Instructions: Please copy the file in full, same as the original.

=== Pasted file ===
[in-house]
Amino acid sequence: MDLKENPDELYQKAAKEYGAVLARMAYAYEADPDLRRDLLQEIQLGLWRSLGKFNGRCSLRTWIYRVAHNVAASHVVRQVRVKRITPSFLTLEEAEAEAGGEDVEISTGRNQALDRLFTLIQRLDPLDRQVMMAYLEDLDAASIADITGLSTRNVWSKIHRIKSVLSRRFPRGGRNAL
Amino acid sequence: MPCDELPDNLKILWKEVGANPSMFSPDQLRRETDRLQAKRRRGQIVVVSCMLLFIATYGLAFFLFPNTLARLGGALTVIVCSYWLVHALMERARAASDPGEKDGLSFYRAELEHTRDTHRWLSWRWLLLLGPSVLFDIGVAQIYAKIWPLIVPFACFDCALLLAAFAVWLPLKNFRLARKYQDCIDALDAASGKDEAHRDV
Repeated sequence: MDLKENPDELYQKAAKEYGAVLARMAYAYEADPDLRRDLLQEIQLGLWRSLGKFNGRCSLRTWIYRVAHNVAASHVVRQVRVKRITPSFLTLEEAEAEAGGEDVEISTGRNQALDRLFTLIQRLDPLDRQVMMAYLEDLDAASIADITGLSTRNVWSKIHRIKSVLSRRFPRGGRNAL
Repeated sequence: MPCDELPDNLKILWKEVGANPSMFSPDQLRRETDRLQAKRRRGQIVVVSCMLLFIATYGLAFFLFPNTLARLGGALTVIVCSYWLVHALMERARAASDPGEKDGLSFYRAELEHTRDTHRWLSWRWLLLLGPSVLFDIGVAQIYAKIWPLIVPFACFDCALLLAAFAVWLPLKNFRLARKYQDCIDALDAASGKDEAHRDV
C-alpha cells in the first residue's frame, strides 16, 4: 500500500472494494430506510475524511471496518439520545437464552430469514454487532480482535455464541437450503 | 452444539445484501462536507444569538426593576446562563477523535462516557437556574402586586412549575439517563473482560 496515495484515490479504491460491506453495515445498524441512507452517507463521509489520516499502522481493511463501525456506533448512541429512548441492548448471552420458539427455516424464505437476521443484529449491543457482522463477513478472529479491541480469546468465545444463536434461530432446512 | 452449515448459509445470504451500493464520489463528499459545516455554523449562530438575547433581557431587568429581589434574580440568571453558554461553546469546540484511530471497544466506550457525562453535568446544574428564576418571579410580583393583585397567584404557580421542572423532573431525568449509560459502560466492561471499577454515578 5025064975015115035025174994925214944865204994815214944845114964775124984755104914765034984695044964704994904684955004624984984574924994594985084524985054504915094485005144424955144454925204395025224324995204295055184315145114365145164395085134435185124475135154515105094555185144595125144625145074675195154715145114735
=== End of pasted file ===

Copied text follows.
[in-house]
Amino acid sequence: MDLKENPDELYQKAAKEYGAVLARMAYAYEADPDLRRDLLQEIQLGLWRSLGKFNGRCSLRTWIYRVAHNVAASHVVRQVRVKRITPSFLTLEEAEAEAGGEDVEISTGRNQALDRLFTLIQRLDPLDRQVMMAYLEDLDAASIADITGLSTRNVWSKIHRIKSVLSRRFPRGGRNAL
Amino acid sequence: MPCDELPDNLKILWKEVGANPSMFSPDQLRRETDRLQAKRRRGQIVVVSCMLLFIATYGLAFFLFPNTLARLGGALTVIVCSYWLVHALMERARAASDPGEKDGLSFYRAELEHTRDTHRWLSWRWLLLLGPSVLFDIGVAQIYAKIWPLIVPFACFDCALLLAAFAVWLPLKNFRLARKYQDCIDALDAASGKDEAHRDV
Repeated sequence: MDLKENPDELYQKAAKEYGAVLARMAYAYEADPDLRRDLLQEIQLGLWRSLGKFNGRCSLRTWIYRVAHNVAASHVVRQVRVKRITPSFLTLEEAEAEAGGEDVEISTGRNQALDRLFTLIQRLDPLDRQVMMAYLEDLDAASIADITGLSTRNVWSKIHRIKSVLSRRFPRGGRNAL
Repeated sequence: MPCDELPDNLKILWKEVGANPSMFSPDQLRRETDRLQAKRRRGQIVVVSCMLLFIATYGLAFFLFPNTLARLGGALTVIVCSYWLVHALMERARAASDPGEKDGLSFYRAELEHTRDTHRWLSWRWLLLLGPSVLFDIGVAQIYAKIWPLIVPFACFDCALLLAAFAVWLPLKNFRLARKYQDCIDALDAASGKDEAHRDV
C-alpha cells in the first residue's frame, strides 16, 4: 500500500472494494430506510475524511471496518439520545437464552430469514454487532480482535455464541437450503 | 452444539445484501462536507444569538426593576446562563477523535462516557437556574402586586412549575439517563473482560 496515495484515490479504491460491506453495515445498524441512507452517507463521509489520516499502522481493511463501525456506533448512541429512548441492548448471552420458539427455516424464505437476521443484529449491543457482522463477513478472529479491541480469546468465545444463536434461530432446512 | 452449515448459509445470504451500493464520489463528499459545516455554523449562530438575547433581557431587568429581589434574580440568571453558554461553546469546540484511530471497544466506550457525562453535568446544574428564576418571579410580583393583585397567584404557580421542572423532573431525568449509560459502560466492561471499577454515578 5025064975015115035025174994925214944865204994815214944845114964775124984755104914765034984695044964704994904684955004624984984574924994594985084524985054504915094485005144424955144454925204395025224324995204295055184315145114365145164395085134435185124475135154515105094555185144595125144625145074675195154715145114735